Film review: Inception

First published 17th July 2010

At the beginning of Leonardo DiCaprio’s acting career I would have assumed his stereotypical all-American high school kid looks would have landed him in endless romantic comedy roles, but then his talent would have been wasted. Inception is possibly DiCaprio’s best film to date, and certainly gives rise to a few lesser-known actors too.

The release of Inception came eagerly anticipated after the film industry had run low on blockbusters for several months. Nothing had quite built excitement and expectation quite like it for some time. This, combined with its feature length trailer showing off some impressive graphic creativity gave audiences waiting to see Inception high expectations long before its release. Could it live up to the hype? No. It exceeded it beyond anyone’s imagination as the best film of its genre to come out of Hollywood in countless months, perhaps years.

Inception is set in multiple realities, with the basis being a world which has the technology to access the human mind via manufactured dreams,with participants attached to a mechanical devise tying them into the same subconscious location. DiCaprio plays Dom Cobb, the father who is desperate to get back to his children but must undertake a mission of inception to do so, planting an idea in an individual’s mind so deep that the individual believes it to be their own thought process.

Cobb’s hired architect, Ariadne follows Cobb into his own subconscious, to discover how he knows the process is possible, uncovering a further addition to the ever-evolving story and giving the film its love story without conforming to any typical romance plot, and instead giving the angle a dramatic and important part to play in the overall story. Fully expecting Ariadne to be Cobb’s new, younger, love interest, it was refreshing to find that her gender role played no part in this expected plot development. A brief moment of romance was seen in her involvement with another character, but even this was slight and inserted for subtle humour over romance.

Inception literally gave its graphic designers an endless world to play with, and what could have been glazed over as a few fine details in the forefront of each geographical scene really went all out with what I can only imagine as an unthinkable amount of work and effort. The importance of an architectural character was emphasised to really acknowledge the attention to detail in Cobb’s alternate reality. From the initial structures and creativity of an entire city to the demise and destruction of individual buildings, no effort was lost, and will be one of the things that really sell the DVD for fans of high definition. Thankfully though, Inception chose not to release a 3D version and instead remained focussed on the story the audience were there to absorb.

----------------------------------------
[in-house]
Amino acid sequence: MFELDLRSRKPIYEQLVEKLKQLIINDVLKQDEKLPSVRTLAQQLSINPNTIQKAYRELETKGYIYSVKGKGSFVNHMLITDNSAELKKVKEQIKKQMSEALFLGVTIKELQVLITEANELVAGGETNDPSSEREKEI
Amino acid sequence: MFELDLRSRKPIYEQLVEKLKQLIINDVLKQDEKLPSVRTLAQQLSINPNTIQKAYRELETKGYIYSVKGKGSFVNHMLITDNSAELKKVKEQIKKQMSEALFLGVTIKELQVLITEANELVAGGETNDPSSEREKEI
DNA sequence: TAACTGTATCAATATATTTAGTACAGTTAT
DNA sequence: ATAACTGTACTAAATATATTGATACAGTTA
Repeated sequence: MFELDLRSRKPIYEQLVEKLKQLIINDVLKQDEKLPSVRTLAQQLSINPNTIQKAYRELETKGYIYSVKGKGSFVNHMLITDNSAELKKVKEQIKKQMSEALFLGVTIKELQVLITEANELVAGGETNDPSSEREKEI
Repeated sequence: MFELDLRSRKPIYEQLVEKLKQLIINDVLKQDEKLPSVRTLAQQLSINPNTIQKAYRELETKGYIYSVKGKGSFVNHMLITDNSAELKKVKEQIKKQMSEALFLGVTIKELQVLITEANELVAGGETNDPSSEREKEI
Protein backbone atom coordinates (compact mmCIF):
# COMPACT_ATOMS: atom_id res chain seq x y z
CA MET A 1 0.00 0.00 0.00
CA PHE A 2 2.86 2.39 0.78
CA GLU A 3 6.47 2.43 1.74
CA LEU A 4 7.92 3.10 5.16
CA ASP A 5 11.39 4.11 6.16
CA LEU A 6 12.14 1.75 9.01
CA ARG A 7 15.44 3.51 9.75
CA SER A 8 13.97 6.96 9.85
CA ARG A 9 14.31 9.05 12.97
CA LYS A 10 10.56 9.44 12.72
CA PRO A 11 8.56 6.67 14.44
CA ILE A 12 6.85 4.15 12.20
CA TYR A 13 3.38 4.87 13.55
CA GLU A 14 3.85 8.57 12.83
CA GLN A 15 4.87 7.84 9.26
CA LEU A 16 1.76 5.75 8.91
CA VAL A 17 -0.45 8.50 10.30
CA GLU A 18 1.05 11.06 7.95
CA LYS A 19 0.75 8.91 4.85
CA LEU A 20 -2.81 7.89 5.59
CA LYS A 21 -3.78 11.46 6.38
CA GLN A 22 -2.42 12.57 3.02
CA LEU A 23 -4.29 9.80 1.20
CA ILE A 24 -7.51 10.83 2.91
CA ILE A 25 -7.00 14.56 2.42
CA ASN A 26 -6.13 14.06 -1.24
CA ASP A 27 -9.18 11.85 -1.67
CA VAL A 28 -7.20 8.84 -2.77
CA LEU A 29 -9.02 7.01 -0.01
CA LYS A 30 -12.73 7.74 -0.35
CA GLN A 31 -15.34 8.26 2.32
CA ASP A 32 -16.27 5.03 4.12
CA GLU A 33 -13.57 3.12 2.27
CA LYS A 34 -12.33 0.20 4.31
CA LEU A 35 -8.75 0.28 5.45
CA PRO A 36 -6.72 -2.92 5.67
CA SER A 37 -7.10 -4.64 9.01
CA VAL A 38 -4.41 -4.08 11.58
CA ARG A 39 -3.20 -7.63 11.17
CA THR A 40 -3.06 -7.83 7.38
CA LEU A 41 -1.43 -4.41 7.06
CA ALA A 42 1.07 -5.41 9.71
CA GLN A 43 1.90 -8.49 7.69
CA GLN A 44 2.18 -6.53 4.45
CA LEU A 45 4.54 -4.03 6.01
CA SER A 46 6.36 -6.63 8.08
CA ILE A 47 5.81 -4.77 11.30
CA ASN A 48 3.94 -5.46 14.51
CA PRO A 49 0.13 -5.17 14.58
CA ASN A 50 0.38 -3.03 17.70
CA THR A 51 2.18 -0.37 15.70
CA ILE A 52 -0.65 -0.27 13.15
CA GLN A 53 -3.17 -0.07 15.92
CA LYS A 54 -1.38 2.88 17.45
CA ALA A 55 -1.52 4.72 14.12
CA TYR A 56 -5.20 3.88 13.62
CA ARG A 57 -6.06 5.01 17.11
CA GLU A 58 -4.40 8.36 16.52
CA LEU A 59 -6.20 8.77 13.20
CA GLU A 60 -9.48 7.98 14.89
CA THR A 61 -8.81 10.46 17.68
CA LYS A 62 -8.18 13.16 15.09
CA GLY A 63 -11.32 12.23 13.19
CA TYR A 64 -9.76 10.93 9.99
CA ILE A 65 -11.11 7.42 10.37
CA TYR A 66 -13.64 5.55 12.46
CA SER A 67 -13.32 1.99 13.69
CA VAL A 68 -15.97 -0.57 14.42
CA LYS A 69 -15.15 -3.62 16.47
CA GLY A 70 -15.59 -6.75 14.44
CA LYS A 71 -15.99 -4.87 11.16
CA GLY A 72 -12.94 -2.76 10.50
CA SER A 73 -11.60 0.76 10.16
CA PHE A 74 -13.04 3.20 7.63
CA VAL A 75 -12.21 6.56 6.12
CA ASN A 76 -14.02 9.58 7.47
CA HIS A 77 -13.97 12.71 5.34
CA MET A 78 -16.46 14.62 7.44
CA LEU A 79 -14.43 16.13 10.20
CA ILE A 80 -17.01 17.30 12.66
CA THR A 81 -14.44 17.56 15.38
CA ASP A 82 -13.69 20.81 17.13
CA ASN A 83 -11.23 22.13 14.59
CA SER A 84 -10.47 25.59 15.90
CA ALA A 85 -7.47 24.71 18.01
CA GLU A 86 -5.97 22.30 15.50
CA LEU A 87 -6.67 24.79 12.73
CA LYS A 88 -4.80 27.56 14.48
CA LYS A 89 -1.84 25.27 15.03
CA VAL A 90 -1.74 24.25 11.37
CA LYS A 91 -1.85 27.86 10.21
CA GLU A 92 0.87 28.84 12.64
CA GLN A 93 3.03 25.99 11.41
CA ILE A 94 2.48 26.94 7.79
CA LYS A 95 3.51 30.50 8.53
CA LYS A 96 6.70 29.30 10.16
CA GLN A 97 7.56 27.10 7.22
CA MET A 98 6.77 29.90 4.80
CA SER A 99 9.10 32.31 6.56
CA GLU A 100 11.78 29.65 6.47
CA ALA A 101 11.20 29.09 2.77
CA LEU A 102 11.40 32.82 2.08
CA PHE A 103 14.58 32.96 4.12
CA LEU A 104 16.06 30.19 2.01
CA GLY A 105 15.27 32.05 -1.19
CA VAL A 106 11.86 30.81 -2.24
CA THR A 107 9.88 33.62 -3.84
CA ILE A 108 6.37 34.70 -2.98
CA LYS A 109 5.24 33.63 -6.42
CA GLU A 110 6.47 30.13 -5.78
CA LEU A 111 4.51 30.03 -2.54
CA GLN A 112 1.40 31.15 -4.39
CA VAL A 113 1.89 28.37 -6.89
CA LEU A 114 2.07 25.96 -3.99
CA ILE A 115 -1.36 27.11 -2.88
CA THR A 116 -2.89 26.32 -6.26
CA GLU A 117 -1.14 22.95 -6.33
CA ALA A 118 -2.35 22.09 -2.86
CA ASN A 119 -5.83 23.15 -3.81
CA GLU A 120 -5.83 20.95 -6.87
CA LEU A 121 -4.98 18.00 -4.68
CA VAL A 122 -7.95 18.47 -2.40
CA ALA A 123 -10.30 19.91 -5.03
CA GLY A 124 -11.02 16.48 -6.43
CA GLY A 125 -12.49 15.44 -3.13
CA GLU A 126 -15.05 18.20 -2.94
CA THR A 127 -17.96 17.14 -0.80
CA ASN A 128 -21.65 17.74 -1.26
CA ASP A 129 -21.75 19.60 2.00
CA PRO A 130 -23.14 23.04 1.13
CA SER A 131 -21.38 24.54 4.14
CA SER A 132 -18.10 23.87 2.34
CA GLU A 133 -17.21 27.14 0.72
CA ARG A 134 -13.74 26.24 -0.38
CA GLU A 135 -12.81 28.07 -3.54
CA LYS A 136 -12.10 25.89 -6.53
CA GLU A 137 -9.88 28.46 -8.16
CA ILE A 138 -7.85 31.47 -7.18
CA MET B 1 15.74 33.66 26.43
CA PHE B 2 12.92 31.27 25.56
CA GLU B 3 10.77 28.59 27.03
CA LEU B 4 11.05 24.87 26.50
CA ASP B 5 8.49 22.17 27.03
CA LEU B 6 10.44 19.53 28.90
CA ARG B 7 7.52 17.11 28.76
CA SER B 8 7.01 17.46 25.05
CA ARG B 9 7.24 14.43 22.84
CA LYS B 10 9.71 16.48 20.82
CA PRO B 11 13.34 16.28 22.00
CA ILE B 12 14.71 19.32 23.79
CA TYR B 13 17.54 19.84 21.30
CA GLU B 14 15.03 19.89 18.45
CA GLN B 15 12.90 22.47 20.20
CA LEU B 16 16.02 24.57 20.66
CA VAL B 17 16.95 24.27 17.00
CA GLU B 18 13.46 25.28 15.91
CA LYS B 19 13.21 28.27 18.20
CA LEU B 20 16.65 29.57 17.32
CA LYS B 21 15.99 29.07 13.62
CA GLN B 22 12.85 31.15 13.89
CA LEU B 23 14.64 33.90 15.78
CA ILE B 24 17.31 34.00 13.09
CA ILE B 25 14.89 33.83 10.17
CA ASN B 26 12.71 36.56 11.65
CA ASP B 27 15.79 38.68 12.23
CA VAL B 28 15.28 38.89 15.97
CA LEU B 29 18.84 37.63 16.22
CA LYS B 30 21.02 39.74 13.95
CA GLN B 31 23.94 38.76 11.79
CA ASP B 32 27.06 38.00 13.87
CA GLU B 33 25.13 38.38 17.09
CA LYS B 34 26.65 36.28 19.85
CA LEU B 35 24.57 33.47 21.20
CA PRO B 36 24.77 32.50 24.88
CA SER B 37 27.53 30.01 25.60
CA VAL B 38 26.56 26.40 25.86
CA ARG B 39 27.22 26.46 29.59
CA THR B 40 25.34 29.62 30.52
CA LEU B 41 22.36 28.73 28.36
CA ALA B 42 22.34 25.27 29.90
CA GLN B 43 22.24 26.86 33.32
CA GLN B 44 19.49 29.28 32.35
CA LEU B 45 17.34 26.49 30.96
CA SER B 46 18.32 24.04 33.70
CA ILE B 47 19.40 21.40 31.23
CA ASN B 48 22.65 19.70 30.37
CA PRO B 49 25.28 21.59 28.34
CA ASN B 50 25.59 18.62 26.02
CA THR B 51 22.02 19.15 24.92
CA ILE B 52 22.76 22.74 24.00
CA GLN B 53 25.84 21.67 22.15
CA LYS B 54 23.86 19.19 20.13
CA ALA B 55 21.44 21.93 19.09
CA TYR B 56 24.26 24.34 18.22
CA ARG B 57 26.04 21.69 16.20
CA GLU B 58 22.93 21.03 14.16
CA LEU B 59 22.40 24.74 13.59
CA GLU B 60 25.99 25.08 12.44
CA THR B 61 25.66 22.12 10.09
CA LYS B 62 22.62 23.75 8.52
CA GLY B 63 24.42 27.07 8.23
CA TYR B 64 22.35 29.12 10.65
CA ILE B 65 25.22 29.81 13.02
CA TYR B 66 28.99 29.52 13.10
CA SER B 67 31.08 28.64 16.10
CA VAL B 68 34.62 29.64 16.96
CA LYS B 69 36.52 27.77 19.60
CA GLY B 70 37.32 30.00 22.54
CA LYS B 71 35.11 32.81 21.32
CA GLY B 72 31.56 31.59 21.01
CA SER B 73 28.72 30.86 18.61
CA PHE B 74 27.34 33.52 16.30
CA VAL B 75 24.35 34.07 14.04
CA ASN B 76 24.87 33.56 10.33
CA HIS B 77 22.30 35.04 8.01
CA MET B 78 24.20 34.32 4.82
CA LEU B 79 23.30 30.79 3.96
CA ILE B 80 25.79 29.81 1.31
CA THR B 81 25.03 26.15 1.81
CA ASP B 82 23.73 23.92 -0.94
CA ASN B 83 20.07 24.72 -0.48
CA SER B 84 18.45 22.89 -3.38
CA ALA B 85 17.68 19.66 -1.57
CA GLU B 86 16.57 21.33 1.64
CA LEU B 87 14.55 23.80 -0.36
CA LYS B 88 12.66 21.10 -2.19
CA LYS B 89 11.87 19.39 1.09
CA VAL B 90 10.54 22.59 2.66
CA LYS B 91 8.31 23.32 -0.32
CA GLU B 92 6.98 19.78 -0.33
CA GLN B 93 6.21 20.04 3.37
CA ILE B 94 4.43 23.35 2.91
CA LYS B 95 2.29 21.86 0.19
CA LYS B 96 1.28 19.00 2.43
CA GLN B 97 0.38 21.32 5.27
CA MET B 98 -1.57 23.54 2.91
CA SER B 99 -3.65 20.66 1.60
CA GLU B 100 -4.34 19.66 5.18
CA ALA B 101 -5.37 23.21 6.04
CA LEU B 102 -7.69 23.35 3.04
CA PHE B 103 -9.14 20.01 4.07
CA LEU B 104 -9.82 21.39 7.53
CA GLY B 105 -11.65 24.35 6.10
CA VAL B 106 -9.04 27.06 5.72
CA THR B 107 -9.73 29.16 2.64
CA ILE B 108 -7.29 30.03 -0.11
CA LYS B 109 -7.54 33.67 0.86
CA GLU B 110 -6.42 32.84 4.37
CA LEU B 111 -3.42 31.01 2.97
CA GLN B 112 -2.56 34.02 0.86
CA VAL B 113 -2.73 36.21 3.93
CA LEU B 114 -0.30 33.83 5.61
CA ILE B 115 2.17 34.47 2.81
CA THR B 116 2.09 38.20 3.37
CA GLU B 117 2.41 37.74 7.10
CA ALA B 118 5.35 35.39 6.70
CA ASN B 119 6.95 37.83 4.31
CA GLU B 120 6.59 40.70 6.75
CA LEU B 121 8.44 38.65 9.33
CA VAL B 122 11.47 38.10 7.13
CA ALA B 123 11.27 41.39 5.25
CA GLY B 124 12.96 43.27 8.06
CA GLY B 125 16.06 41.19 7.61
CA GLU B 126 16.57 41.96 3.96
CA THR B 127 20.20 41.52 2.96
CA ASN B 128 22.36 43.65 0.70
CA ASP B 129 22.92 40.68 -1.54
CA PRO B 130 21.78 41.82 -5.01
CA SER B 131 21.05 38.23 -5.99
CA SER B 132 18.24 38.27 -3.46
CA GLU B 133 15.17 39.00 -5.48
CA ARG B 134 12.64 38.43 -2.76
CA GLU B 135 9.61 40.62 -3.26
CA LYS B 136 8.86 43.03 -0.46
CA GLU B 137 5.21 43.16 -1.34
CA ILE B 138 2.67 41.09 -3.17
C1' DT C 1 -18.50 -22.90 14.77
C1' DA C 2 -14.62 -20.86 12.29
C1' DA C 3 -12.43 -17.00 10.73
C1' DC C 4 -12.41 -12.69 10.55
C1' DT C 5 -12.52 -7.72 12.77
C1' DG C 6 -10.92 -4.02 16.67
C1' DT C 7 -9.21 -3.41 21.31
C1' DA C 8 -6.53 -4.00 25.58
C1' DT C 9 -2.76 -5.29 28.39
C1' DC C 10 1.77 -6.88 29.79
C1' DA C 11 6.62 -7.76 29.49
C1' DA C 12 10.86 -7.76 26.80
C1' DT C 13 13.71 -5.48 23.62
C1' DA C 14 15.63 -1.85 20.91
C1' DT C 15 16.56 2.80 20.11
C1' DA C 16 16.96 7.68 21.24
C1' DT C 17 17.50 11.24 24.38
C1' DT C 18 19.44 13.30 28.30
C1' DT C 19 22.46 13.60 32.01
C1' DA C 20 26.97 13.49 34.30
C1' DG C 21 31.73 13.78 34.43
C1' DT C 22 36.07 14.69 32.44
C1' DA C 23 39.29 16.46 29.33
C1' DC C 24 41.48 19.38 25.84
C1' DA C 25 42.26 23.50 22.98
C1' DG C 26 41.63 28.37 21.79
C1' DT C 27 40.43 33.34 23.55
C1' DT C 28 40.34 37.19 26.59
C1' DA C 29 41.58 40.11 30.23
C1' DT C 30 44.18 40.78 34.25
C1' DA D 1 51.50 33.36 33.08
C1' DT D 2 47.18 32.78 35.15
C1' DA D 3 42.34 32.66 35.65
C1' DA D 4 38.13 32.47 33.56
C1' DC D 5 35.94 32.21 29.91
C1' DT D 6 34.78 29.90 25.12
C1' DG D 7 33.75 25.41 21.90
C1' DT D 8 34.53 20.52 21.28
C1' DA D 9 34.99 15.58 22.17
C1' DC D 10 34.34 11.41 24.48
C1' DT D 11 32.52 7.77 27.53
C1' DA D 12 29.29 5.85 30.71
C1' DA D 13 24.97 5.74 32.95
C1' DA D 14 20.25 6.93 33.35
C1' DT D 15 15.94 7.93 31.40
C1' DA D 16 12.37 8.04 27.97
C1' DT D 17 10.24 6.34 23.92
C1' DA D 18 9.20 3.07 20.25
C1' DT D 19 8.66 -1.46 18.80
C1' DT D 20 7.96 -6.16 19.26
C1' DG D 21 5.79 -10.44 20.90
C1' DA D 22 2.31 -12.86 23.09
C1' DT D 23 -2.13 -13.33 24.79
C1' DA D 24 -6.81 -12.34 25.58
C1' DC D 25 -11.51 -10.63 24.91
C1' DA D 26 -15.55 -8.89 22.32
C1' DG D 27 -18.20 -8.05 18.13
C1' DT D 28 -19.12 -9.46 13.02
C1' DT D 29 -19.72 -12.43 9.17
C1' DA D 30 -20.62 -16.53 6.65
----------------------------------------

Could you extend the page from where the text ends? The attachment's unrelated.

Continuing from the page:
Inception’s director, Christopher Nolan delivers the excellence we saw from him in the Dark Knight, but with the added freedom of his own conveyance of plot, he brought the story to life in a way which will be recognised for a long time, and will no doubt further him still in the respect he will earn from his Hollywood peers.

There aren’t always a lot of films around which have an element of everything needed to make them work. Inception had the emotionally pulling love story mixed with just the right amount of action to be impressive without boring the audience into a passive mix of gunshots and explosions, ensuring boy and girl could go on their mutual date and both go home happy with their choice of film. Combine this with the thought-provoking drama and pure directional talent and Inception will struggle to find a large audience who won’t enjoy it.

If you’ve ever needed a film to illustrate the saying, ‘must-see film’, then this is that film. Its brilliance is unexplainable in away that can only be understood after seeing it for yourself. Go and see it now, then go back and see it again.

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